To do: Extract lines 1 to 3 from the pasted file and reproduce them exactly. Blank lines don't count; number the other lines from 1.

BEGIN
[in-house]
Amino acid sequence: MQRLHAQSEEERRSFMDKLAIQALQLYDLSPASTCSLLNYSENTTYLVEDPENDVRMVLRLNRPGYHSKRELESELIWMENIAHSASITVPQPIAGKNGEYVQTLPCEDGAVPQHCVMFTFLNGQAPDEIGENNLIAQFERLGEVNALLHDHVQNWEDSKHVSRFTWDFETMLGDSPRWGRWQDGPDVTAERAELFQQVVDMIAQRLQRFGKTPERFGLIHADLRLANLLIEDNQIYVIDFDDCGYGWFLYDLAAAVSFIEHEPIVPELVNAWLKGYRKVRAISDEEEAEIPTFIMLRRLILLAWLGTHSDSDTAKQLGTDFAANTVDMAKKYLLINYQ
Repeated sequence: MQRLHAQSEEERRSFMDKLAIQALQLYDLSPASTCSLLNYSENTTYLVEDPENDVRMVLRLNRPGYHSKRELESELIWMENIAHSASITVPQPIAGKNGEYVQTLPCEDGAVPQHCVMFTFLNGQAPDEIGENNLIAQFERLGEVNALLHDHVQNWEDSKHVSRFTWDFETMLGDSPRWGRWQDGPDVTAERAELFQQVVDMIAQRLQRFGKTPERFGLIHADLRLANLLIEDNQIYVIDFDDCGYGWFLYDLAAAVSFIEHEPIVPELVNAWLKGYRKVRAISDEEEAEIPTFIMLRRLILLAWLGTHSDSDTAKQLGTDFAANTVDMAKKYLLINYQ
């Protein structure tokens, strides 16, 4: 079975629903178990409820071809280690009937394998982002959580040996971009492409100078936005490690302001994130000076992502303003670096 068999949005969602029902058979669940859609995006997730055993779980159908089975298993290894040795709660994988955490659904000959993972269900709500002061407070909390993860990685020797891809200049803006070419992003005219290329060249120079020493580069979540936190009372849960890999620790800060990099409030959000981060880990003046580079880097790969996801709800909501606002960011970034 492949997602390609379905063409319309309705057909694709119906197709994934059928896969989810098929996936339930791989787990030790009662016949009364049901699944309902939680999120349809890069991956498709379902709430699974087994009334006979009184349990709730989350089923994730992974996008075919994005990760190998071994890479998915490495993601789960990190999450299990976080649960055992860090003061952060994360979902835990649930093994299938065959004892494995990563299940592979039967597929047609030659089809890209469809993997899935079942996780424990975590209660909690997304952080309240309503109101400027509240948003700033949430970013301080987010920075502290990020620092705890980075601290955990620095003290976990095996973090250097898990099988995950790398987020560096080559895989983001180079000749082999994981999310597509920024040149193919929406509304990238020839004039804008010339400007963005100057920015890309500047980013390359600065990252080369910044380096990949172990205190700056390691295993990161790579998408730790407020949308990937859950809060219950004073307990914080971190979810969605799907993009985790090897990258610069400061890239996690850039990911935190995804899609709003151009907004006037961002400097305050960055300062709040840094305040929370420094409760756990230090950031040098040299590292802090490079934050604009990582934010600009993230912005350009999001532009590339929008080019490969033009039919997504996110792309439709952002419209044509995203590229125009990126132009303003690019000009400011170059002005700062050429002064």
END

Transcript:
[in-house]
Amino acid sequence: MQRLHAQSEEERRSFMDKLAIQALQLYDLSPASTCSLLNYSENTTYLVEDPENDVRMVLRLNRPGYHSKRELESELIWMENIAHSASITVPQPIAGKNGEYVQTLPCEDGAVPQHCVMFTFLNGQAPDEIGENNLIAQFERLGEVNALLHDHVQNWEDSKHVSRFTWDFETMLGDSPRWGRWQDGPDVTAERAELFQQVVDMIAQRLQRFGKTPERFGLIHADLRLANLLIEDNQIYVIDFDDCGYGWFLYDLAAAVSFIEHEPIVPELVNAWLKGYRKVRAISDEEEAEIPTFIMLRRLILLAWLGTHSDSDTAKQLGTDFAANTVDMAKKYLLINYQ
Repeated sequence: MQRLHAQSEEERRSFMDKLAIQALQLYDLSPASTCSLLNYSENTTYLVEDPENDVRMVLRLNRPGYHSKRELESELIWMENIAHSASITVPQPIAGKNGEYVQTLPCEDGAVPQHCVMFTFLNGQAPDEIGENNLIAQFERLGEVNALLHDHVQNWEDSKHVSRFTWDFETMLGDSPRWGRWQDGPDVTAERAELFQQVVDMIAQRLQRFGKTPERFGLIHADLRLANLLIEDNQIYVIDFDDCGYGWFLYDLAAAVSFIEHEPIVPELVNAWLKGYRKVRAISDEEEAEIPTFIMLRRLILLAWLGTHSDSDTAKQLGTDFAANTVDMAKKYLLINYQ